Coaching Report

2016 May Coaching Report

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2016 May Coaching Report

Crossing town from one coaching gig to another, I recently had an opportunity to reflect (Manhattan bus traffic provided a bit of down time) on the amazing diversity of today’s leadership landscape.  Women leaders, leaders of color, multi-cultural leaders and, of course, millennials appear in the C-suite in ever greater numbers.  It is an exciting time to be an executive coach—one in which the very definition of what it means to be a “leader” is transforming before our eyes.

Our theme for this month’s coaching report centers around these issues of “leader identity formation” — by asking questions like:  what does it mean to be a leader today? How do we develop leaders in a gender-varied, multi-cultural, VUCA (volatile, uncertain, complex & ambiguous) world?  What role does leadership coaching play in supporting a new generation (or an evolving older generation) to lead in new and transformative ways?

In this month’s webinar, Harnisch scholar and leadership coach, Suzy Skinner shows us how to expand our toolkit by understanding developmental influences on leader identity and giving us strategies to empower clients to realize their full potential.

Our highlighted research this month — with practical tips for coaches —focuses on the theme of “leader identity and the motivation to lead” published by our European colleagues at the Instituto de Empresa and the European School of Management and Technology.  (We are also excited to be partnering with ESMT to bring our IOC Leadership Forum this June to Berlin!).

This month’s book selection showcases the growing impact that leadership coaching can play at all levels of an organization. In Karol M Waylyshyn’s book, “Destined to Lead,” she describes her unique experience as both coach and “advisor” to senior business leaders.  With case studies and reflections, Karol explores the complexities and challenges of working with the C-suite.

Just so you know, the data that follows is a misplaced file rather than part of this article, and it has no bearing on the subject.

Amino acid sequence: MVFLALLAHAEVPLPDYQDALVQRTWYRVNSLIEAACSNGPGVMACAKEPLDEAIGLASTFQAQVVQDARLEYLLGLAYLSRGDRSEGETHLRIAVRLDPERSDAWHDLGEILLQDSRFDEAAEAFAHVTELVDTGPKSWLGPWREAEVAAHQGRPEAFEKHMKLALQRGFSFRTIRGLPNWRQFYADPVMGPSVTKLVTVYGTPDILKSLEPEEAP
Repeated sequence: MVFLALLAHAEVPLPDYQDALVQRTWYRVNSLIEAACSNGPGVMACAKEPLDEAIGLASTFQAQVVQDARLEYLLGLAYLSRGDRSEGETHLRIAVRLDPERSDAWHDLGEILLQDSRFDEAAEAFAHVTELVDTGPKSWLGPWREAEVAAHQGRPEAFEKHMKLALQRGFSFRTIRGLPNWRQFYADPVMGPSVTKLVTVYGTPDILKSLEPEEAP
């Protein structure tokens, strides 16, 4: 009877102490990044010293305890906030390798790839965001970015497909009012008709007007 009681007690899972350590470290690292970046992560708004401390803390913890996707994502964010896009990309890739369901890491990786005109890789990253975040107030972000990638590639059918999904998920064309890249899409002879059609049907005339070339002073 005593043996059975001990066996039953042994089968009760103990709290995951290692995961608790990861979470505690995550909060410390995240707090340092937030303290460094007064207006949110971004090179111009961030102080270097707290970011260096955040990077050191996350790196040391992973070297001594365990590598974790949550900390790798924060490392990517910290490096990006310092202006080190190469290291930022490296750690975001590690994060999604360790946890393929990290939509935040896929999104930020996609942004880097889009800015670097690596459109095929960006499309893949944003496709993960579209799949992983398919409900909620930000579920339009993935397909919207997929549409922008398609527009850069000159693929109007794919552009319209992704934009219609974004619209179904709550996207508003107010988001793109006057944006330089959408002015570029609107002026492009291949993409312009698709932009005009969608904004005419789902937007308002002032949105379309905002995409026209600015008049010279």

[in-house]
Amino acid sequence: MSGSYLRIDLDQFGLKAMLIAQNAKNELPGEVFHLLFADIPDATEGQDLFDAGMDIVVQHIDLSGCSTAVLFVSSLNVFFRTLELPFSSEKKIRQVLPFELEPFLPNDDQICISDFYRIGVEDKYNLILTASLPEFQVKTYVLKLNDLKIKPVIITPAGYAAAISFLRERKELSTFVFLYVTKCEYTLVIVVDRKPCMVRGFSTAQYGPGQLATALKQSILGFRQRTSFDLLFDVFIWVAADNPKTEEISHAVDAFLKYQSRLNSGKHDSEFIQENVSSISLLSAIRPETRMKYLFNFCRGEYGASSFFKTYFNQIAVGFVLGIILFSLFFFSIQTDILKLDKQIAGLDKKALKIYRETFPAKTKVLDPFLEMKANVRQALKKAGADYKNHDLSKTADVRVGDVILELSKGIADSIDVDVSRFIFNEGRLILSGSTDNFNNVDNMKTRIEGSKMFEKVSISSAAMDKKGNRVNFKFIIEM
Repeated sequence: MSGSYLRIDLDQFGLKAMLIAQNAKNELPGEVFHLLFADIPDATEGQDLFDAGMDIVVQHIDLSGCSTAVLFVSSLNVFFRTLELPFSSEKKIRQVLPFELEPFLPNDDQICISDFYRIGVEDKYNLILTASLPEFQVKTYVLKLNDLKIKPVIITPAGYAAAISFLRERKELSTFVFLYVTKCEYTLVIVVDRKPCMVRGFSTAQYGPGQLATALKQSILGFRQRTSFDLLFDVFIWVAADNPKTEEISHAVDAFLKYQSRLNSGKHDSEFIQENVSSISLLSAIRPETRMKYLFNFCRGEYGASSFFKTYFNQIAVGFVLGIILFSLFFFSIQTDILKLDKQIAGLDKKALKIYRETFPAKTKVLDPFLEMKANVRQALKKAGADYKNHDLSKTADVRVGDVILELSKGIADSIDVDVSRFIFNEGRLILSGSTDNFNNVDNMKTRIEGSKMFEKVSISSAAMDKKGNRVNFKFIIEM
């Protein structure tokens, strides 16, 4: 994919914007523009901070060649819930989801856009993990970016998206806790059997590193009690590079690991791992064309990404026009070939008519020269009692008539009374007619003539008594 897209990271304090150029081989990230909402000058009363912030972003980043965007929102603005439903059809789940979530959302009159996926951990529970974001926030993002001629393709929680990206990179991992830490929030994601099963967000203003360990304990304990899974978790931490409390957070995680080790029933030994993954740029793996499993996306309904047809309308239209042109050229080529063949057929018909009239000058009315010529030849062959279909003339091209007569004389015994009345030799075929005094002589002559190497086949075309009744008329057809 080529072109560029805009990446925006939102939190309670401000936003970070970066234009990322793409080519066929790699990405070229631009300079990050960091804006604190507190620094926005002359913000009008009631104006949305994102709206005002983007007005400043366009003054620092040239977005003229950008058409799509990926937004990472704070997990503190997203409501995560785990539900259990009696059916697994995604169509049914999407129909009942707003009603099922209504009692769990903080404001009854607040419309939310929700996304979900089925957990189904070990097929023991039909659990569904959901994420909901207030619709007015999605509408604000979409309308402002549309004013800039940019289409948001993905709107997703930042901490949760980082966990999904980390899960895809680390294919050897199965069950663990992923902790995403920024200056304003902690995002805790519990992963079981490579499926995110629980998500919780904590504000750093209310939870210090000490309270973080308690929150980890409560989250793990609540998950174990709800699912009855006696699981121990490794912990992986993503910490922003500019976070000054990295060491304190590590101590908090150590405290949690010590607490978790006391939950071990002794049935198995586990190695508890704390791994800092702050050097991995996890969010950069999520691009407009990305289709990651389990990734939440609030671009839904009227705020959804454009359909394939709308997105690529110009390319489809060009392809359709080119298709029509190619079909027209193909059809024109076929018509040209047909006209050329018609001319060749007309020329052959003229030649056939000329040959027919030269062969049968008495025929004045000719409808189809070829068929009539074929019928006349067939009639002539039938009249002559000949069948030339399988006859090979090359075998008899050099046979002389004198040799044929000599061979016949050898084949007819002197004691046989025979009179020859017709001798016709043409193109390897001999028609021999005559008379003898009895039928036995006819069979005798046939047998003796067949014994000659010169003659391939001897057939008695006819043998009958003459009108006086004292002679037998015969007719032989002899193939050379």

Stepping off the bus (finally) and heading to coach a female, millennial CMO at an e-commerce start-up, I had this final thought: coaching leaders today is different. No longer do we focus just on skill building or remedial behavior change. Today’s leaders are working with coaches to go deeper – exploring – and leveraging, the core motivations, the vision and the purpose that underpins one’s choice to lead.  At the IOC, we are honored to offer education, research and community that supports coaches in the midst of this transformation.  What an amazing time to be a coach!

With gratitude,


Jeffrey Hull, PhD, Director of Education and Business Development 


Is Leadership a Part of Me? A Leader Identity Approach to Understanding the Motivation to Lead Guillen, Mayo, & Korotov. The Leadership Quarterly. 26 (2015) 802-820.

Drawing on social comparison and identity literature, the authors of this study suggest that individuals' comparisons of themselves to other leaders and to their own standards of leadership relate to their leadership motivation. They tested a model of motivation to lead (MTL) based on two types of self-to-leader comparisons: self-to-exemplar and self-to-prototype comparisons. They collected data from a sample of 180 executives, finding that self-comparisons with concrete, influential leaders of the past or present (self-to-exemplar comparisons) related positively to MTL. They also found that self-comparisons with more general representations of leaders (self-to-prototype comparisons in affiliation) related to MTL.

Here are a few practical tips from this research. As coaches, we may look to build leadership capacity with our clients by:

  1. Exploring the “inner narrative” and sense of self-identity that motivates them to lead
  2. Uncovering a client’s beliefs around what makes an effective leader through reflections on influential leaders from their past and present
  3. Expanding their repertoire of effective leadership attributes by comparing themselves with role models; using these reflections to uncover limiting beliefs
  4. Exploring the impact of negative experiences with leaders; e.g. how might a “bad boss” inhibit one’s motivation to lead?
  5. Helping clients understand how their family and professional history may have impacted their self-definition with regard to leadership – identity, success, and motivation.


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